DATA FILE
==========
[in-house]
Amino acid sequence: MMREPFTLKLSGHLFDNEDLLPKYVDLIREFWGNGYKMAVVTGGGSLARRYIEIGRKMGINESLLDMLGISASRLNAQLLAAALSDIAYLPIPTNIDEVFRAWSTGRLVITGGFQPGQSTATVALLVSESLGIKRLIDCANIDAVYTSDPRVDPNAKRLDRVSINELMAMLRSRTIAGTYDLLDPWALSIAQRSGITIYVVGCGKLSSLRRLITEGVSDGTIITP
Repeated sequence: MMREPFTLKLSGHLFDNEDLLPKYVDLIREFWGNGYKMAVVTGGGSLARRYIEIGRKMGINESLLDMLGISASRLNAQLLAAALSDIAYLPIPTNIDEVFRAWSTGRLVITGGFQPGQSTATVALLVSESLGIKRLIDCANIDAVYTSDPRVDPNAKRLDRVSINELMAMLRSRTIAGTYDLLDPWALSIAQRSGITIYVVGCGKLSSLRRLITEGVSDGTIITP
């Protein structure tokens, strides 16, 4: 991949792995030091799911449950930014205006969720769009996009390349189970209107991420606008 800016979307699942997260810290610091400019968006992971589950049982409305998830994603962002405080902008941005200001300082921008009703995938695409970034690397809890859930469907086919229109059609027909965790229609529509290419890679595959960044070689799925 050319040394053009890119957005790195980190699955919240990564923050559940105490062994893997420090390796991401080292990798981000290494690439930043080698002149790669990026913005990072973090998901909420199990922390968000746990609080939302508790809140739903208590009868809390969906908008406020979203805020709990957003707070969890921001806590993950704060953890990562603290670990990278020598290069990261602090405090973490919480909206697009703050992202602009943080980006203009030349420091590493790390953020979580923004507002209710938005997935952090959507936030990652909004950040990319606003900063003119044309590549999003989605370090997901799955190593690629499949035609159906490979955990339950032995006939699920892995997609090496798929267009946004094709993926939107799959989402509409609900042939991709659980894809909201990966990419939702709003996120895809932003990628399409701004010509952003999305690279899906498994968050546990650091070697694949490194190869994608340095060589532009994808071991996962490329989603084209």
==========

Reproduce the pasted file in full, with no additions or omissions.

[in-house]
Amino acid sequence: MMREPFTLKLSGHLFDNEDLLPKYVDLIREFWGNGYKMAVVTGGGSLARRYIEIGRKMGINESLLDMLGISASRLNAQLLAAALSDIAYLPIPTNIDEVFRAWSTGRLVITGGFQPGQSTATVALLVSESLGIKRLIDCANIDAVYTSDPRVDPNAKRLDRVSINELMAMLRSRTIAGTYDLLDPWALSIAQRSGITIYVVGCGKLSSLRRLITEGVSDGTIITP
Repeated sequence: MMREPFTLKLSGHLFDNEDLLPKYVDLIREFWGNGYKMAVVTGGGSLARRYIEIGRKMGINESLLDMLGISASRLNAQLLAAALSDIAYLPIPTNIDEVFRAWSTGRLVITGGFQPGQSTATVALLVSESLGIKRLIDCANIDAVYTSDPRVDPNAKRLDRVSINELMAMLRSRTIAGTYDLLDPWALSIAQRSGITIYVVGCGKLSSLRRLITEGVSDGTIITP
């Protein structure tokens, strides 16, 4: 991949792995030091799911449950930014205006969720769009996009390349189970209107991420606008 800016979307699942997260810290610091400019968006992971589950049982409305998830994603962002405080902008941005200001300082921008009703995938695409970034690397809890859930469907086919229109059609027909965790229609529509290419890679595959960044070689799925 050319040394053009890119957005790195980190699955919240990564923050559940105490062994893997420090390796991401080292990798981000290494690439930043080698002149790669990026913005990072973090998901909420199990922390968000746990609080939302508790809140739903208590009868809390969906908008406020979203805020709990957003707070969890921001806590993950704060953890990562603290670990990278020598290069990261602090405090973490919480909206697009703050992202602009943080980006203009030349420091590493790390953020979580923004507002209710938005997935952090959507936030990652909004950040990319606003900063003119044309590549999003989605370090997901799955190593690629499949035609159906490979955990339950032995006939699920892995997609090496798929267009946004094709993926939107799959989402509409609900042939991709659980894809909201990966990419939702709003996120895809932003990628399409701004010509952003999305690279899906498994968050546990650091070697694949490194190869994608340095060589532009994808071991996962490329989603084209």